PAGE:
AUGUSTA — Mainers believe their schools are doing a good job, but think more money should be spent on education, according to a poll released Wednesday.
A poll of more than 500 residents conducted on behalf of the Maine Education Association also found that 53 percent of Maine voters think the surplus should be used to reduce taxes. When asked what type of tax relief they prefer, 41 percent of those polled opted for a reduction in property taxes, the local tax that supports schools.
If the state chooses to use the surplus to increase state funding, 47 percent said public schools should be the top priority for new funding, according to the poll, conducted in December by Kiley & Company of Boston.
People think more money is needed for schools, the poll found. Fifty-seven percent of those polled said that the state’s public schools need more money in order to do a good job. Only 4 percent said schools are overfunded.
“For us, the public’s message is simple: `Provide property tax relief by increasing general purpose aid to schools,”‘ said Tim Humphrey, president of the MEA, the labor union for most of the state’s educators. “We hope Governor King and leaders of the 118th Legislature will listen carefully to this message and act upon it.”
Several Democratic lawmakers who attended a State House press conference to release the survey results said they were already on board.
“We have a long way to go with this, but I believe the stars are aligned in our favor,” said House Speaker Elizabeth Mitchell, D-Vassalboro. “We can give both property tax relief … and increase our investment in education at the same time.”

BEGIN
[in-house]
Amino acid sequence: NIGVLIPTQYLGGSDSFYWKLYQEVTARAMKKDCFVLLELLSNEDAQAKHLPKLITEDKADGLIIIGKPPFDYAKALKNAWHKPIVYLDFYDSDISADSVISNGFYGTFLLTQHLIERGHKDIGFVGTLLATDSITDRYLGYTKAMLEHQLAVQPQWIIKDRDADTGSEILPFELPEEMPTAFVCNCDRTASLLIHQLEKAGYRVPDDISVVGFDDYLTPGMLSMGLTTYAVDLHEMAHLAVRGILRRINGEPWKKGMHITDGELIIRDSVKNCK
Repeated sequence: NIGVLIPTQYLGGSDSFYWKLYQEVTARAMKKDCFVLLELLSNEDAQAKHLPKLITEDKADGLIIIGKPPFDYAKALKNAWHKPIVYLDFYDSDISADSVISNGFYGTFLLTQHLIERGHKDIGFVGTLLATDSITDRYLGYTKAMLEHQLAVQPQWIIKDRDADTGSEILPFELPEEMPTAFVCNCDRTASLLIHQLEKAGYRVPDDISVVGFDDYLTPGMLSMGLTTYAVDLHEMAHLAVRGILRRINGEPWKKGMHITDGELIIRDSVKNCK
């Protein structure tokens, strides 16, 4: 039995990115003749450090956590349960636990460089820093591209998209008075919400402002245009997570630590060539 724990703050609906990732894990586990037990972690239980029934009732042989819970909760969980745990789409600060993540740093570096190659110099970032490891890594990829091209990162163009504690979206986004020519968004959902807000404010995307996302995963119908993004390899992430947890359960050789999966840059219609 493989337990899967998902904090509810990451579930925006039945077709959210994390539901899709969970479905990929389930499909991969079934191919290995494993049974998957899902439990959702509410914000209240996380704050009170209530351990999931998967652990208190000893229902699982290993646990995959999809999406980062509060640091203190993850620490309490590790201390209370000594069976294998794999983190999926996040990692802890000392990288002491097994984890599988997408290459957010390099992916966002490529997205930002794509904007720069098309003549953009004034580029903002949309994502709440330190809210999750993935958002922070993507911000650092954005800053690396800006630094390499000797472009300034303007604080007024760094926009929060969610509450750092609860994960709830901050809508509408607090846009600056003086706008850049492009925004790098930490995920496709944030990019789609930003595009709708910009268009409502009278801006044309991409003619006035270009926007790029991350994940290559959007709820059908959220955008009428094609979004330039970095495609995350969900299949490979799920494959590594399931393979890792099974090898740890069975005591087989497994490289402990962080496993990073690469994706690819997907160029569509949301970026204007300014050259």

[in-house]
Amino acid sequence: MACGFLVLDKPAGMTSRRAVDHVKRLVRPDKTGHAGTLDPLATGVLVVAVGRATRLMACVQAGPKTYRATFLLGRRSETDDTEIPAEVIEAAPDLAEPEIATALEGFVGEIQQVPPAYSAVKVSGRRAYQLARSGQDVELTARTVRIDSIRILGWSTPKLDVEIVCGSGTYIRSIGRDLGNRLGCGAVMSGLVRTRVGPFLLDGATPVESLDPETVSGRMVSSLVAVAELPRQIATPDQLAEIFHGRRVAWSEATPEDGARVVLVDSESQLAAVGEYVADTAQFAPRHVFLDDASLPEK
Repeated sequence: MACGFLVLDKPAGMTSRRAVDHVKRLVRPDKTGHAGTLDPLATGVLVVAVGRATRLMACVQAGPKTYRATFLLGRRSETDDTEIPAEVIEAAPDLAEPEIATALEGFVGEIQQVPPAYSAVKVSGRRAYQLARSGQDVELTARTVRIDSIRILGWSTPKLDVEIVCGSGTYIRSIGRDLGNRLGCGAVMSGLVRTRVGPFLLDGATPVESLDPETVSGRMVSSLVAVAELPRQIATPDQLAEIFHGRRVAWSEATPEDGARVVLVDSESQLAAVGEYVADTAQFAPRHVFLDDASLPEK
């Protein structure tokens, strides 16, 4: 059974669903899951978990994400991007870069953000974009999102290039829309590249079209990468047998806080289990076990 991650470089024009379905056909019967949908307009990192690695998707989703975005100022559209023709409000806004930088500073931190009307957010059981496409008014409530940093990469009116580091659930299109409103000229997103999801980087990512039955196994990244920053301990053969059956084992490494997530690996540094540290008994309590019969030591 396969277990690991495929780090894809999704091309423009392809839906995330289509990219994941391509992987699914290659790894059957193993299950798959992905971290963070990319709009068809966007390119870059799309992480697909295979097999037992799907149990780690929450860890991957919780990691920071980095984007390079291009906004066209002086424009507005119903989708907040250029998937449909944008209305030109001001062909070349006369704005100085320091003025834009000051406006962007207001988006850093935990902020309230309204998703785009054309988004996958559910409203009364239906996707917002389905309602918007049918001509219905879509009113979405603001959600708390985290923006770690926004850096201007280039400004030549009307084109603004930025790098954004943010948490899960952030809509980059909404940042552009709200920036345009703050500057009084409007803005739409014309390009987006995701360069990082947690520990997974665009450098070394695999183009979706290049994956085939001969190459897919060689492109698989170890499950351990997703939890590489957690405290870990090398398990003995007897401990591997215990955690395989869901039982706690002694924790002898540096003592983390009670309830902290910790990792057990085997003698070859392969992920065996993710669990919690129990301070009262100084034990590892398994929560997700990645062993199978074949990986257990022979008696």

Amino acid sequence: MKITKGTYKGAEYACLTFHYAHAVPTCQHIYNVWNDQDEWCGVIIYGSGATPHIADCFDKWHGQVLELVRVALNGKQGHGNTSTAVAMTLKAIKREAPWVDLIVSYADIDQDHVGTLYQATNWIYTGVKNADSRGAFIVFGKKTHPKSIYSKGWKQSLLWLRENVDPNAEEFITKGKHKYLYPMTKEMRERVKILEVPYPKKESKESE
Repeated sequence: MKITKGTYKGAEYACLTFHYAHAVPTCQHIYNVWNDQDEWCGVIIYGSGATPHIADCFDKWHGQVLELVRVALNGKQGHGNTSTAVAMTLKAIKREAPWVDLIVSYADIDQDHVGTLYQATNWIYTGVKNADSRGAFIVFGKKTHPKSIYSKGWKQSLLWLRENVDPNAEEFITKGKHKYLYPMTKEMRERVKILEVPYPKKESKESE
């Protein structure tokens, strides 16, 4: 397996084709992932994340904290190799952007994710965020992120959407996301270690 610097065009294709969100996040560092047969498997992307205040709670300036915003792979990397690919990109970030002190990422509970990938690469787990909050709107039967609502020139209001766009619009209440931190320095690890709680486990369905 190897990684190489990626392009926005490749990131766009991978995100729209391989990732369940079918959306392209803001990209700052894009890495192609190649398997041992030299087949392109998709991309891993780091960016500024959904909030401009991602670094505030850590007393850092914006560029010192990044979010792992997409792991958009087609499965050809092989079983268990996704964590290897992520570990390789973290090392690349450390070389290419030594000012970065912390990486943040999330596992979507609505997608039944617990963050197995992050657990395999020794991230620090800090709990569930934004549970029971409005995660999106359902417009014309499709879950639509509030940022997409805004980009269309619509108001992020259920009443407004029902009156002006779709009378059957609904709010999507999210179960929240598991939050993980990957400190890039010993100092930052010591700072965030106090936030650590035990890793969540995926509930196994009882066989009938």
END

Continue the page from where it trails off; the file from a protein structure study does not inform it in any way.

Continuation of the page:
Senate President Mark Lawrence, D-Kittery, said his party already was in step with Maine people in making education a top priority. “Increased education funding … does the most good for the greatest number of Mainers,” he said.
Their sentiments echo those of President Clinton who, during Tuesday night’s State of the Union address, declared that education would be the top priority in the remaining days of his administration.
The poll also found that the majority of voters believe the state’s public schools are doing a good job and have improved in the past few years. Half the voters polled said their local schools were doing an above-average job, and 14 percent said they were doing an excellent job. Parents with children in the public schools gave even higher ratings.
In addition, 41 percent of voters believed schools had improved, while 29 percent believe they have declined a little.
Support for public school teachers was also strong, with 78 percent of those polled saying they have a favorable opinion of teachers. Only Gov. Angus King got higher ratings — 86 percent.